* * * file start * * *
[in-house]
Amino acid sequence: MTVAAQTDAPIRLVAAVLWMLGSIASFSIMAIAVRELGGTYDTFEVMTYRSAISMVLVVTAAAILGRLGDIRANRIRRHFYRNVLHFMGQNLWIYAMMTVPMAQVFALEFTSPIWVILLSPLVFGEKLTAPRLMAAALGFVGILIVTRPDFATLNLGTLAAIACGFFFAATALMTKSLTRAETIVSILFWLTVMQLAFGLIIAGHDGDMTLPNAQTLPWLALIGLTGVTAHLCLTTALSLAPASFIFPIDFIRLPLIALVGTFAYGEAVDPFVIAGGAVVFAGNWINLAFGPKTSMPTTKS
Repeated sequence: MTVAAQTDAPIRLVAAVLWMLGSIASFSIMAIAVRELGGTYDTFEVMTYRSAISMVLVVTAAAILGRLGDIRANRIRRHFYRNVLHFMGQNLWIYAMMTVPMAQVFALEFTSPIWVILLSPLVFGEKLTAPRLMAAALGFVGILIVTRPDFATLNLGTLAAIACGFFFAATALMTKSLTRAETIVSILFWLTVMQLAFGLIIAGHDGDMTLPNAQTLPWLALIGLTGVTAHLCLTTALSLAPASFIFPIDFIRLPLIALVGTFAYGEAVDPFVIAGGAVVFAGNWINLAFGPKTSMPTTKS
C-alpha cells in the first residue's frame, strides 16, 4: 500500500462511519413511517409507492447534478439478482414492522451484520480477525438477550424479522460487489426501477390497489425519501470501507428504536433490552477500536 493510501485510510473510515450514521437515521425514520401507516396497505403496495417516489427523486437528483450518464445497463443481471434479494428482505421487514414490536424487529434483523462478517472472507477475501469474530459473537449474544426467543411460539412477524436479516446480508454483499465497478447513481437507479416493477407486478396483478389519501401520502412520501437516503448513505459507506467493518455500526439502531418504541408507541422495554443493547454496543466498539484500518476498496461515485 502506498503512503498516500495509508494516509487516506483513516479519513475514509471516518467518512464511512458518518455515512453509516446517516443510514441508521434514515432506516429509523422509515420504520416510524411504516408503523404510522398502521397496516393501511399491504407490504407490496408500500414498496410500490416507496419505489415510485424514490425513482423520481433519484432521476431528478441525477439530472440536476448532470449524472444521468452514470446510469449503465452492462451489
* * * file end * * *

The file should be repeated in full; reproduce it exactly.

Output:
[in-house]
Amino acid sequence: MTVAAQTDAPIRLVAAVLWMLGSIASFSIMAIAVRELGGTYDTFEVMTYRSAISMVLVVTAAAILGRLGDIRANRIRRHFYRNVLHFMGQNLWIYAMMTVPMAQVFALEFTSPIWVILLSPLVFGEKLTAPRLMAAALGFVGILIVTRPDFATLNLGTLAAIACGFFFAATALMTKSLTRAETIVSILFWLTVMQLAFGLIIAGHDGDMTLPNAQTLPWLALIGLTGVTAHLCLTTALSLAPASFIFPIDFIRLPLIALVGTFAYGEAVDPFVIAGGAVVFAGNWINLAFGPKTSMPTTKS
Repeated sequence: MTVAAQTDAPIRLVAAVLWMLGSIASFSIMAIAVRELGGTYDTFEVMTYRSAISMVLVVTAAAILGRLGDIRANRIRRHFYRNVLHFMGQNLWIYAMMTVPMAQVFALEFTSPIWVILLSPLVFGEKLTAPRLMAAALGFVGILIVTRPDFATLNLGTLAAIACGFFFAATALMTKSLTRAETIVSILFWLTVMQLAFGLIIAGHDGDMTLPNAQTLPWLALIGLTGVTAHLCLTTALSLAPASFIFPIDFIRLPLIALVGTFAYGEAVDPFVIAGGAVVFAGNWINLAFGPKTSMPTTKS
C-alpha cells in the first residue's frame, strides 16, 4: 500500500462511519413511517409507492447534478439478482414492522451484520480477525438477550424479522460487489426501477390497489425519501470501507428504536433490552477500536 493510501485510510473510515450514521437515521425514520401507516396497505403496495417516489427523486437528483450518464445497463443481471434479494428482505421487514414490536424487529434483523462478517472472507477475501469474530459473537449474544426467543411460539412477524436479516446480508454483499465497478447513481437507479416493477407486478396483478389519501401520502412520501437516503448513505459507506467493518455500526439502531418504541408507541422495554443493547454496543466498539484500518476498496461515485 502506498503512503498516500495509508494516509487516506483513516479519513475514509471516518467518512464511512458518518455515512453509516446517516443510514441508521434514515432506516429509523422509515420504520416510524411504516408503523404510522398502521397496516393501511399491504407490504407490496408500500414498496410500490416507496419505489415510485424514490425513482423520481433519484432521476431528478441525477439530472440536476448532470449524472444521468452514470446510469449503465452492462451489